1 Michael and Richard Allison grew up in Haverstraw, Rockland County, New York, where their father, Captain Joseph Allison (1722–1796), had a large farm. They were the sons of a second marriage to Elsie Parsels (1751–1815). Michael was the third son, and Richard the fifth. Michael, who never married, moved to New York City and by 1800 began his career as a cabinetmaker at 42 Vesey Street. Richard followed shortly thereafter, setting up his shop at 201 Greenwich Street in 1806, but moving to Vesey Street by 1807. He married Eliza Ruckel (1785–1870). See Allison Leonard Morrison, The History of the Alison or Allison Family In Europe and America 1135–1893 (Boston, Mass: Damrell & Upham, 1893), pp. 253–54, 260–61; New York City Directories.

2 For additional information on the furniture collection at the New York State Museum, see John L. Scherer, New York Furniture at the New York State Museum (Old Town Alexandria, Virginia: Highland House Publishers, Inc., 1984); and Scherer, New York Furniture: The Federal Period 1788–1825 (Albany, New York: New York State Museum, 1988).

Fig. 9: Chest of Drawers labeled by Michael Allison (1773–1855), New York City, ca. 1831. Mahogany, pine, tulip poplar, and mahogany veneer. H. 49 3/4, W. 47, D. 23 1/2 inches. Courtesy, New York State Museum.
3 The fact that Michael Allison regularly changed the style of his labels and the fact that his address on Vesey Street also changed periodically assists in dating his furniture. A number of his paper labels are even dated with the month and year.

4 Several similar chests by Allison with the same top drawer design exist in other collections such as Boscobel, the restored States and Elizabeth Dykeman estate on the Hudson River at Garrison, Westchester County, New York. One of the Boscobel chests of drawers, although unlabeled, is identical to the labeled State Museum example. The chest retains its original rectangular brass back plates stamped with an eagle, thirteen stars, and the national motto, E Pluribus Unum. The backs of the bails are stamped “HJ.” For a discussion on the makers of the “HJ” hardware, see Donald L. Fennimore, “Brass Hardware on American Furniture, Part II, Stamped Hardware, 1750–1850,” in The Magazine Antiques (July 1991).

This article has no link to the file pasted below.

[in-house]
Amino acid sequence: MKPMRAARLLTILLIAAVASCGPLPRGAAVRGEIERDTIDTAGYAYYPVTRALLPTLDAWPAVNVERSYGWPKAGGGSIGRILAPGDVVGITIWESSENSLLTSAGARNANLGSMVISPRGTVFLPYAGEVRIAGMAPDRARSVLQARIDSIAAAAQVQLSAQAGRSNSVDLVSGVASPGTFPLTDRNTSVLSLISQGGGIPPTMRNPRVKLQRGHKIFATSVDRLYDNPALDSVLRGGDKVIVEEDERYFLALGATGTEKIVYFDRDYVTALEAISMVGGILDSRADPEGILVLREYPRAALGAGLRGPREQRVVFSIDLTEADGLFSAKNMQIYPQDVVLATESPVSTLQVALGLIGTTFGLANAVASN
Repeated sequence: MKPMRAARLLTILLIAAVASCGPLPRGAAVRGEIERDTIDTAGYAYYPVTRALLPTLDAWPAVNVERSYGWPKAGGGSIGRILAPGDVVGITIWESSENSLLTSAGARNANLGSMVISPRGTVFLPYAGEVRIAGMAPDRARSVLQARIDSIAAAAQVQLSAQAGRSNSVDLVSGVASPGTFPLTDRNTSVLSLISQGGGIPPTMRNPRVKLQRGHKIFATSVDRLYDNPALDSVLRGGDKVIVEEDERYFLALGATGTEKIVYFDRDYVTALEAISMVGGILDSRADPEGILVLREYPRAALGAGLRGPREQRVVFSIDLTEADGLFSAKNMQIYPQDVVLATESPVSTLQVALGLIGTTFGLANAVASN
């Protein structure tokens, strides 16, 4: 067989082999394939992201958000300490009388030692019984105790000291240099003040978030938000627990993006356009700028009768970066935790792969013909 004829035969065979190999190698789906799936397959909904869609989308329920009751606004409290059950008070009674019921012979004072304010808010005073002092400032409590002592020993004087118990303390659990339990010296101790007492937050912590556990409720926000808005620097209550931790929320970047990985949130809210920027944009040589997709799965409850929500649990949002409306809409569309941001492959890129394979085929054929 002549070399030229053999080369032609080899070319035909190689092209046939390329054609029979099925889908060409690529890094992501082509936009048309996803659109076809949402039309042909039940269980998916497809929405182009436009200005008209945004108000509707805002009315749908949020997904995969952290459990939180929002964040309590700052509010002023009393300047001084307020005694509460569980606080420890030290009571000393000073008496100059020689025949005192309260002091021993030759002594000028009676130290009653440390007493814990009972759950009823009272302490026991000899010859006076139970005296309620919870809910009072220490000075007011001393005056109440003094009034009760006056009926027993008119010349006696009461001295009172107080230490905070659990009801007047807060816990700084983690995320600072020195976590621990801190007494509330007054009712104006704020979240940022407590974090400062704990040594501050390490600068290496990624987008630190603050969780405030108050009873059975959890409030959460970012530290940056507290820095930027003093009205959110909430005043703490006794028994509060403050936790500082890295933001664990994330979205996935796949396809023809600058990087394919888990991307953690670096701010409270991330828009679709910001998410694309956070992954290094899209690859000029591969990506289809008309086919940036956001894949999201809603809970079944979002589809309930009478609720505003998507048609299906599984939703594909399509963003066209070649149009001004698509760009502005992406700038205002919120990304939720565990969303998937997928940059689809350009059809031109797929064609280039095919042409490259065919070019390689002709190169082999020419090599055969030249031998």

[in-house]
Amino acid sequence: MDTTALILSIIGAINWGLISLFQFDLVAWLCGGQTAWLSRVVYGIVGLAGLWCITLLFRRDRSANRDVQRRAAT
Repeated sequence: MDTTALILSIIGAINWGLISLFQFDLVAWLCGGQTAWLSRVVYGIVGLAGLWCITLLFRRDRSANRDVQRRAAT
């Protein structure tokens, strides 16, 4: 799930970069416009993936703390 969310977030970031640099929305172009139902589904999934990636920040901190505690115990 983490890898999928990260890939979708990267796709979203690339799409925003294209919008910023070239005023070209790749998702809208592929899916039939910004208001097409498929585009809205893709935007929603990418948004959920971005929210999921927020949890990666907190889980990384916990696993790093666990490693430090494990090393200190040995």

5 See Berry B. Tracy and Mary Black, Federal Furniture and Decorative Arts at Boscobel (New York: Boscobel Restoration Inc.,1981), pp. 94–95. Several labeled chests of drawers are known with the eagle motif. A clothes press at Winterthur is attributed to Michael Allison on the basis of the configuration of the top drawer with inlaid eagles veneers. See Charles F. Montgomery, American Federal Furniture (New York: Viking Press, 1966), pp. 440–43.

Fig. 8: Card table attributed to Michael Allison (1773–1855),
New York City, ca. 1820. Mahogany and pine with mahogany veneer. H. 31, W. 38, D. 181/2 inches. Courtesy, New York State Museum; gift of Wunsch Americana Foundation, Inc.
6 For similar chests of drawers by Richard Allison, see Margo Flannery, “Richard Allison and the New York City Federal Style,” The Magazine Antiques (May, 1973): 995–1001.

7 Each table has an original oval back plate and bail handle on the drawer.

8 The sideboard retains original brass pulls.

9 A closely related sideboard is on exhibit at Boscobel. See Tracy and Black, p. 149.

10 The large dated 1817 paper label [Fig. 1] that illustrates Michael Allison’s cabinetmaking shop and warehouse at 46 and 48 Vesey Street depicts a classical carved sofa on the sidewalk with carved feet.

11 Marshall B. Davidson and Elizabeth Stillinger, The American Wing at the Metropolitan Museum of Art (New York, 1985), p.149.

12 Richard Allison died on November 26, 1825, of consumption at the age of 45. He left behind his wife and nine children. His brother retired from cabinetmaking in 1847 a very wealthy man. Michael died at his residence, 46 Vesey Street, New York City, March 25, 1855, and is buried in Greenwood Cemetery. See Morrison,
pp. 253–54, 260–61.